Nov 13 – 15, 2023
America/New_York timezone

Powering up "discoverable bus-attached" devices on DT-based platforms

Nov 13, 2023, 4:30 PM
45m
"James River Salon D" (Omni Richmond Hotel)

"James River Salon D"

Omni Richmond Hotel

183
LPC Refereed Track LPC Refereed Track

Speaker

Abel Vesa (Linaro)

Description

There is a long standing issue with devices that need any kind of powering up in order for the bus to be able to enumerate them. A device connected to such a bus will only be discovered/enumerated if resources like regulators, gpios and so on, are properly configured beforehand. This is one of the main reasons a major number of DT-based platforms are marking resources like regulators as "always-on", as a hack rather than a solution. The devicetree cannot describe devices connected to buses like PCI, USB and so on, therefore the resources needed to power up a device connected to such buses cannot be tied to any DT node. Tying them to the bus itself is not accurate from the HW point of view as they are only needed if one specific device is ever connected on that bus. There are quite a few examples of this scenario that involve PCIe, USB and MMC devices. MMC has implemented its own solution (pwrseq) a long time ago. For cases like USB onboard hub, there is a provided solution upstream recently, which adds a dedicated devicetree node for the onboard hub for which a platform driver probes and registers the hub which is later sysfs linked by the usb device driver on probe. This approach however does not work for every other device that is connected to a discoverable bus, since there are devices that provide multiple functionalities, like Qualcomm QCA Wifi and Bluetooth chips, which usually use two different buses (PCIe and UART/USB), is powered by an onboard PMIC and use a GPIO for SW reset that is shared between Wifi and Bluetooth. In such a case, in order for the Wifi driver to probe, the device needs to be enumerated first over PCIe, but for that to happen, some configuration needs to be done with respect to regulators (at least). Therefore which driver should handle those resources in such a way that the device itself gets a chance to probe? What subsystem should such a "power sequencer" be part of? How should such a device be represented in devicetree (if possible)? How could a driver for a device from a discoverable bus could get its hands on those resources before probing? Can we have a generic way to solve this problem? This presentation is trying to bring together all these questions and all scenarios, the historically proposed solutions and possibly a proof-of-concept.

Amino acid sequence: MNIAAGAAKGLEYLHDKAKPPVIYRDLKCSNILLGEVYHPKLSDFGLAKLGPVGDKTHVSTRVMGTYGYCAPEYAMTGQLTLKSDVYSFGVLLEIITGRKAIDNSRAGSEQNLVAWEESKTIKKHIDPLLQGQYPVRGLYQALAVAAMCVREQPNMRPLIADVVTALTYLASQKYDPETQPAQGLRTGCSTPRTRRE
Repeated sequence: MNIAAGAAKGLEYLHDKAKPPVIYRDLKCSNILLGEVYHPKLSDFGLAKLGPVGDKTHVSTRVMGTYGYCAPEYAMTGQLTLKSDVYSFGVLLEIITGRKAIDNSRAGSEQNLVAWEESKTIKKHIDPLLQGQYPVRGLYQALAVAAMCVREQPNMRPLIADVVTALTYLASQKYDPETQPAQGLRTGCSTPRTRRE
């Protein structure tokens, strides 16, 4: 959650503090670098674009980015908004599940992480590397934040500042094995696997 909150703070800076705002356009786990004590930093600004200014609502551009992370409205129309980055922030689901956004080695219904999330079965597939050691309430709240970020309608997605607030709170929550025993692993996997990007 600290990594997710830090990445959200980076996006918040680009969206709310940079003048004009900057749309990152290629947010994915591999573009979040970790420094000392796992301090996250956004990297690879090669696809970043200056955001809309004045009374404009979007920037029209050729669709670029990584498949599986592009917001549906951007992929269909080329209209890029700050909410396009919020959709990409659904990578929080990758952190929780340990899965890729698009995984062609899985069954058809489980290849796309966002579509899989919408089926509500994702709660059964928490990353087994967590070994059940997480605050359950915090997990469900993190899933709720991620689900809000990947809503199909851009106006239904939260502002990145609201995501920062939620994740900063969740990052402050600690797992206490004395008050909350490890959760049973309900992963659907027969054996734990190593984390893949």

https://lore.kernel.org/all/20211006035407.1147909-1-dmitry.baryshkov@linaro.org/
https://lwn.net/Articles/602855/
https://www.uwsg.indiana.edu/hypermail/linux/kernel/1406.2/03144.html
https://lore.kernel.org/all/20230110172954.v2.1.I75494ebee7027a50235ce4b1e930fa73a578fbe2@changeid/

Primary author

Abel Vesa (Linaro)

Presentation materials

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